Putting eco-innovation at the heart of European policies.
Companies with circular economy business models currently struggle to raise investment because of a lack of information about financial risk and because investors are generally unfamiliar with the concept of the circular economy, according to research scheduled to be published by the Ellen MacArthur Foundation.
A new type of shopping centre that aims to address both environmental and social concerns is being planned for the eastern French city of Dijon. Known as the “Cité de l’autre économie,” or city of the alternative economy, the centre is expected to open in 2016.
The Climate Bonds Initiative seeks to channel the bond markets to support green infrastructure and decarbonisation. The initiative is developing standards for “climate bonds,” which are meant to help investors such as pension funds distinguish between investments that contribute to decarbonisation and those that don't. Currently, the “climate-themed bond universe” amounts to more than US$500 billion, according to the Climate Bonds Initiative. Most bond finance classified as contributing to decarbonisation is spent on transport, primarily railways in China. Huge sums are also being raised for renewable energy. Other investments, such as in water infrastructure, or waste management and pollution control, are currently at much lower levels.
A recently-concluded project involving partners from Croatia, Greece, Hungary, Italy, Macedonia, Romania, Slovakia and Slovenia has published a library of guidance on resource efficiency policies and implementation for municipalities. The guidance is primarily intended for cities in the 16 countries that participate in the European Union's South East Europe (SEE) Transnational Cooperation Programme 1 , but is also relevant for municipalities outside those countries.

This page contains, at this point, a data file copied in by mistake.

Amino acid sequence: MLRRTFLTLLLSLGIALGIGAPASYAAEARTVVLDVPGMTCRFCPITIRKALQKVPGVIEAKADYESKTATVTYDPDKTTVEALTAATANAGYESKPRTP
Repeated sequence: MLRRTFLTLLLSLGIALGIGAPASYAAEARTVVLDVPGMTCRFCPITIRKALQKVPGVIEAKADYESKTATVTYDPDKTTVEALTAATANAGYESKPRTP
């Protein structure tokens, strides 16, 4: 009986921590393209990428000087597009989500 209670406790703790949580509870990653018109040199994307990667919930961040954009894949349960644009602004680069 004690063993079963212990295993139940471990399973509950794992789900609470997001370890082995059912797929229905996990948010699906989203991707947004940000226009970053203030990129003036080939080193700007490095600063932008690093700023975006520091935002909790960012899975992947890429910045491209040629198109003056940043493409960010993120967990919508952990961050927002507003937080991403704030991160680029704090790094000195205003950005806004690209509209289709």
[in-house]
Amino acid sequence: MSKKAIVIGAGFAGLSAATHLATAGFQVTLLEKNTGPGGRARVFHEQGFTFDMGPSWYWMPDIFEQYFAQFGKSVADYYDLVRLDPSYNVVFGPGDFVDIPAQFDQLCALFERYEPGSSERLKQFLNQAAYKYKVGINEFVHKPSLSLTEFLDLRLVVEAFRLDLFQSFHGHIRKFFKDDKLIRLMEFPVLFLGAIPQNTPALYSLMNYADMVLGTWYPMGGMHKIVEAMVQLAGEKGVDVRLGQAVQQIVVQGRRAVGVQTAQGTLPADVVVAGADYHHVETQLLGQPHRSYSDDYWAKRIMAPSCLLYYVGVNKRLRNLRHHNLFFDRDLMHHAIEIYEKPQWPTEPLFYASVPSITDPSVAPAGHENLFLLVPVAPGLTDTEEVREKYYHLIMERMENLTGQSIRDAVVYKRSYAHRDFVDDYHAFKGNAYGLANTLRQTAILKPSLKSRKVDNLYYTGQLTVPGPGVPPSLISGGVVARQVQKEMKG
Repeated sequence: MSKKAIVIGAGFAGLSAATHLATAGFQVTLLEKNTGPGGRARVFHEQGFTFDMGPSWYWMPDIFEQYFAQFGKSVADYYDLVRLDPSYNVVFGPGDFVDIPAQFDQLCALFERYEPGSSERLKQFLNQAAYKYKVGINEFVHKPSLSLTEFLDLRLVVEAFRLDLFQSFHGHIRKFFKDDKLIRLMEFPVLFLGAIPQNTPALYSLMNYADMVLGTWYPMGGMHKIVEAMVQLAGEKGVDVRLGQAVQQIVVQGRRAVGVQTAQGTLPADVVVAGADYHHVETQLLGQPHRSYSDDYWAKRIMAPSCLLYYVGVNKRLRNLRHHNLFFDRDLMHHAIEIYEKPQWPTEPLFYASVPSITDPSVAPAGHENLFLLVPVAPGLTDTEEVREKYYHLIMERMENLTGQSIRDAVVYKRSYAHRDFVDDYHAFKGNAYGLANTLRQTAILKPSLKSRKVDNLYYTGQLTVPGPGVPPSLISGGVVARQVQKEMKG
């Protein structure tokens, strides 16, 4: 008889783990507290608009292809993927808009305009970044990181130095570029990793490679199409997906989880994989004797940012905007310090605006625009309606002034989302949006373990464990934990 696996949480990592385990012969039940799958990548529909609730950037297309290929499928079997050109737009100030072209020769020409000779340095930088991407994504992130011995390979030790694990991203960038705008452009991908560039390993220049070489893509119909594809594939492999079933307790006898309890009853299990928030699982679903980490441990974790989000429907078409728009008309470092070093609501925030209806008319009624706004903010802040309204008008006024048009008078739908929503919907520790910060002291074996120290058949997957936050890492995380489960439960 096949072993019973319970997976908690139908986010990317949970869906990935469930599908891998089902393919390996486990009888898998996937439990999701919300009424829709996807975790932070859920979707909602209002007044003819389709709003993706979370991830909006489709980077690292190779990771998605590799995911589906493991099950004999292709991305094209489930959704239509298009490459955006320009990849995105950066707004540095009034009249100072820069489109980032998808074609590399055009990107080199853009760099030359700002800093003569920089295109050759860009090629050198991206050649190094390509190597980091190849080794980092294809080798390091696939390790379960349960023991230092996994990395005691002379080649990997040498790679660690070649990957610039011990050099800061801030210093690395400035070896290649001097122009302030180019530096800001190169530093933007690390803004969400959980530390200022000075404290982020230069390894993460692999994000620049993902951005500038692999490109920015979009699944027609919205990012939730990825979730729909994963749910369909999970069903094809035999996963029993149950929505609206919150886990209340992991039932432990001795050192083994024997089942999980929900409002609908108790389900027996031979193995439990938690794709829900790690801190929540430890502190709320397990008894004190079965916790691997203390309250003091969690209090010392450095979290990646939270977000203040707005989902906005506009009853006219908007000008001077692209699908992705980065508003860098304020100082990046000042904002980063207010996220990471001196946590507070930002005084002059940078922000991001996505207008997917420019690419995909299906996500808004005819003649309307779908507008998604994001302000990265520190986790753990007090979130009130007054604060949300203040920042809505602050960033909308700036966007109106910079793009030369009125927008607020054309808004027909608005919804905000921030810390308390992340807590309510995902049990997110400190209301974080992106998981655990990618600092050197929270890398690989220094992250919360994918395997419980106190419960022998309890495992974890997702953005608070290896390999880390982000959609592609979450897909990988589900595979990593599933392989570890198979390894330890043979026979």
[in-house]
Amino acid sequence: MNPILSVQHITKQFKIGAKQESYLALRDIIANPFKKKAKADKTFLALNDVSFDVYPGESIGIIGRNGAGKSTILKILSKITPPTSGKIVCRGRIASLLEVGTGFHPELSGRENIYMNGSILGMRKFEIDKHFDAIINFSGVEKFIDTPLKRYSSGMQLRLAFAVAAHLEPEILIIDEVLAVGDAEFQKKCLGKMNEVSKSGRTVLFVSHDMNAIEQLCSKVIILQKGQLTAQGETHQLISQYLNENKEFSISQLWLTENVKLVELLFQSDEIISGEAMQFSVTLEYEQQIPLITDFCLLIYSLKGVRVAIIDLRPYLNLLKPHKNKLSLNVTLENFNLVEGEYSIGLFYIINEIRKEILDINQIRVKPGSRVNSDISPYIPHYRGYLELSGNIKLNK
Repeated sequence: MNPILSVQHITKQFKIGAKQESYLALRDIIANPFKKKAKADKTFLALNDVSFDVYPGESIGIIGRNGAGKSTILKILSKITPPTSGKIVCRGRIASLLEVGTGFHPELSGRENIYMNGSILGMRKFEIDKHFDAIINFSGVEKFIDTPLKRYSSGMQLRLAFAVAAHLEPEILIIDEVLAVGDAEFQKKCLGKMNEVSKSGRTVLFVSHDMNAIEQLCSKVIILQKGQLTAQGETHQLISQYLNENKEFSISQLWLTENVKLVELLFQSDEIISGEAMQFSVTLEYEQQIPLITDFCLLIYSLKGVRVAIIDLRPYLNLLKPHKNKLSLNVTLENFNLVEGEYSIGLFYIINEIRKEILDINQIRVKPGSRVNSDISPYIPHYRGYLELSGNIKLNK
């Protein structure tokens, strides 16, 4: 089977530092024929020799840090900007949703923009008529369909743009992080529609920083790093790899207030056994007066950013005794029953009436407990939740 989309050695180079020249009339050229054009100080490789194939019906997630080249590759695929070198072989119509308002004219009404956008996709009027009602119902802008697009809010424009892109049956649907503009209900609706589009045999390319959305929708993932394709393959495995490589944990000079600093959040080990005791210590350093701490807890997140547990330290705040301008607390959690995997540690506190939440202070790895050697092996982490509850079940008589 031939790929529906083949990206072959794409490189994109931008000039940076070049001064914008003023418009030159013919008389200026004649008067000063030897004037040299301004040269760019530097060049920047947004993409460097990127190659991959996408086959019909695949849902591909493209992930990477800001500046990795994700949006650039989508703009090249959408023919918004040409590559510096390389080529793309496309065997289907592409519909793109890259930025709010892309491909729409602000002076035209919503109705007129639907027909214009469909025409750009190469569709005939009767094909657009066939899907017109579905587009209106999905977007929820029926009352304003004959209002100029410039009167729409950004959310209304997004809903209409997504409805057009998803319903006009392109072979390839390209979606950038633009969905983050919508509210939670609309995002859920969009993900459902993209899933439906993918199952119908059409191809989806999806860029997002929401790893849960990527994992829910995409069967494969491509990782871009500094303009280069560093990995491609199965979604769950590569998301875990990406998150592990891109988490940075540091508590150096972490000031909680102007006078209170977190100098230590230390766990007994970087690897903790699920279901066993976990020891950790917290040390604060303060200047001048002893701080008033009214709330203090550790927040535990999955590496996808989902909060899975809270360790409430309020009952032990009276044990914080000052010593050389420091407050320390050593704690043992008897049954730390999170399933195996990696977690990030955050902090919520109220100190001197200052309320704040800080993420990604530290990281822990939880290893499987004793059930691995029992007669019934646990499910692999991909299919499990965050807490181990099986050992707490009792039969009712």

The European Union cannot fully move to a green economy based on resource efficiency unless it starts to address the impact that EU production and consumption has beyond its borders, according to the Environmental Indicator Report 2014, published by the European Environment Agency (EEA).
GroenGas-GrünesGas is a major European Union backed Interreg IVA project in Germany and the Netherlands that looks at the whole cycle of green gas production and use. The project has 18 sub-projects, one of which, ‘Integrated Assessment and Management of Green Gas Supply Chains’, is examining how green-gas supply chains can be optimised. Michiel van Galen of LEI Wageningen UR, the socio-economic research institute of Wageningen UR (University & Research centre) in the Netherlands, explains what lessons the project has learned, and how these might be applied in other bio-based supply chains in which non-renewable inputs, such as fossil fuels, could be replaced by renewable bio-based inputs.
01/12/2014 - 02/12/2014
02/12/2014 - 05/12/2014
10/12/2014 - 11/12/2014
03/03/2015 - 05/03/2015